I’m saying might because there is no must of course. You are free to do whatever you want to do with your photos, and don’t ever have to catalogue the backlog if you don’t want to. However, now it will become a lot easier because you’ll be more confident in what you’re doing, and you have a much better understanding of your system and your process.
Process the Backlog
If you want to, you can now simply apply all that knowledge to your backlog. That means you go through the same steps: you gather everything in one place, for example a folder called ‘gathered mess’, and then start by deduplicating and culling before sorting things and adding metadata.
I know this sounds like a lot of work and might feel overwhelming. Unfortunately, there is simply no way around this – it will take time, and it is a lot of work. However, don’t forget you are only doing this once! Once you’re finished, you’ll feel so much better having all your photos catalogued and organised.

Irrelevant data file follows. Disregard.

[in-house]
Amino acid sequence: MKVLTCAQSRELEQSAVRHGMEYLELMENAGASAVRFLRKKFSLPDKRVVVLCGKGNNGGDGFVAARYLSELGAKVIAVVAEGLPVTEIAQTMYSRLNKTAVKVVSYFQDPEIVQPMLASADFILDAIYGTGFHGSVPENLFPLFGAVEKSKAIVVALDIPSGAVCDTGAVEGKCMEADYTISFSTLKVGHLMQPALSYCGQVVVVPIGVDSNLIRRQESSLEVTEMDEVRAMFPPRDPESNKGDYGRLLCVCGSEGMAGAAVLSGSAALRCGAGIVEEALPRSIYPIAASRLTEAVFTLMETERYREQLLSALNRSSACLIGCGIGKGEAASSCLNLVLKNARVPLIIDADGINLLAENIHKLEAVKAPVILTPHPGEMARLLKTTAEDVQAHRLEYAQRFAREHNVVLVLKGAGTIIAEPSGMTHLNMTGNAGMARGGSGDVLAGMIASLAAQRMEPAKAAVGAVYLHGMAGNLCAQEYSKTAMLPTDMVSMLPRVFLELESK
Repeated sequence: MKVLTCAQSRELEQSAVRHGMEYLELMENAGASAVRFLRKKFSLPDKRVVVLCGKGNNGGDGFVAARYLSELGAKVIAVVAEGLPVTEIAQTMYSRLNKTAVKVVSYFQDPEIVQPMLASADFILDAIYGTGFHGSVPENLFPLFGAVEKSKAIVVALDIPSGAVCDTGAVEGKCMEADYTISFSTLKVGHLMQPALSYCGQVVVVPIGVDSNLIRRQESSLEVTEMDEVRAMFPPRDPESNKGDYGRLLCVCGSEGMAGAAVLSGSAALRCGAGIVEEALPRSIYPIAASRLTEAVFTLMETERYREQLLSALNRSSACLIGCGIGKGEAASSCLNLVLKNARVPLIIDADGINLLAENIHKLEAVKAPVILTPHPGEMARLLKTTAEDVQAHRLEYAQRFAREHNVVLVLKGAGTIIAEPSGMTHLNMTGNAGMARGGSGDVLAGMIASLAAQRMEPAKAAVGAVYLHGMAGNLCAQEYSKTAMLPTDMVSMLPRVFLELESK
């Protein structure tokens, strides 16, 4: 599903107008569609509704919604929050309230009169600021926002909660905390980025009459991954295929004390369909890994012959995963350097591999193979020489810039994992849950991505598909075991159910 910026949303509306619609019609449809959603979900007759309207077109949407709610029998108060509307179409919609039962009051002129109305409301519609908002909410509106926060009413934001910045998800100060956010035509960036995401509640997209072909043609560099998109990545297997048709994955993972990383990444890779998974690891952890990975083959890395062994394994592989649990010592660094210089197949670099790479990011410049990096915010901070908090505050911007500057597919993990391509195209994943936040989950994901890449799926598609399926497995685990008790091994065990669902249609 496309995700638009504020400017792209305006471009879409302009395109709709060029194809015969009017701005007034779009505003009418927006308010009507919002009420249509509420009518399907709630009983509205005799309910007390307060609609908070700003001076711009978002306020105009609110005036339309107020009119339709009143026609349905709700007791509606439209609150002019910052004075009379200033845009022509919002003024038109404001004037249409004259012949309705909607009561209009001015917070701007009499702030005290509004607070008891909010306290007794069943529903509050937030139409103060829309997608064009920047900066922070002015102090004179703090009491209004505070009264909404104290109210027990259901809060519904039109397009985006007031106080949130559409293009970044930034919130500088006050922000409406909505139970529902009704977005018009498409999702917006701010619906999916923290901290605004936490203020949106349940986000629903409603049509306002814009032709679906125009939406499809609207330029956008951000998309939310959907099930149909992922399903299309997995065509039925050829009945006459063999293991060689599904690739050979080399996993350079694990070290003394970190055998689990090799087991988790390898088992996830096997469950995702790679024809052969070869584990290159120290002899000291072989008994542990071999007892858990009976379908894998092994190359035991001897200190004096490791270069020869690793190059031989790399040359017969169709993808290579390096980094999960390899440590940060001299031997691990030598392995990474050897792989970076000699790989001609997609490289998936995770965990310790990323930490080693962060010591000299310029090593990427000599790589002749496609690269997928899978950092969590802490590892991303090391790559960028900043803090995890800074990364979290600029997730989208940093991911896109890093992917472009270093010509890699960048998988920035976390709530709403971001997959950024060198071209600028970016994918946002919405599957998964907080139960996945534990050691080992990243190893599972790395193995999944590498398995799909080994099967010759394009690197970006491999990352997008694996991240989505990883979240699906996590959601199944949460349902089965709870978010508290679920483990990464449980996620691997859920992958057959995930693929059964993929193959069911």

Another option is to only do certain steps in the backlog processing. Maybe you stop after the gathering phase. That’s totally fine and I can tell you that you’d have already done more than most people. Just make sure that everything is backed up properly. If you stop there, at least you know where to find a photo, even if it still might take a while to do so. Maybe you take it one step further and sort things into year or event folders. As a special gift, I have done the tedious work and created chronological, thematically and hybrid folder structures for you. The are ready to download from here. Or you cull, or you add star-ratings so you can at least find your favourites quickly.
The options are endless, and it is up to you how much time and effort you invest in tackling that backlog. I really encourage you to implement your chosen system and workflow as soon as possible and ‘practice’ as often as you can – having an organised photo system is such a joy when looking back at memories!
To start your research and to check out more tips, check out our DIY Photo Organising Podcast, especially our 5 Golden Rules of Photo Organising. You can also download a summary of these 5 Golden Rules here.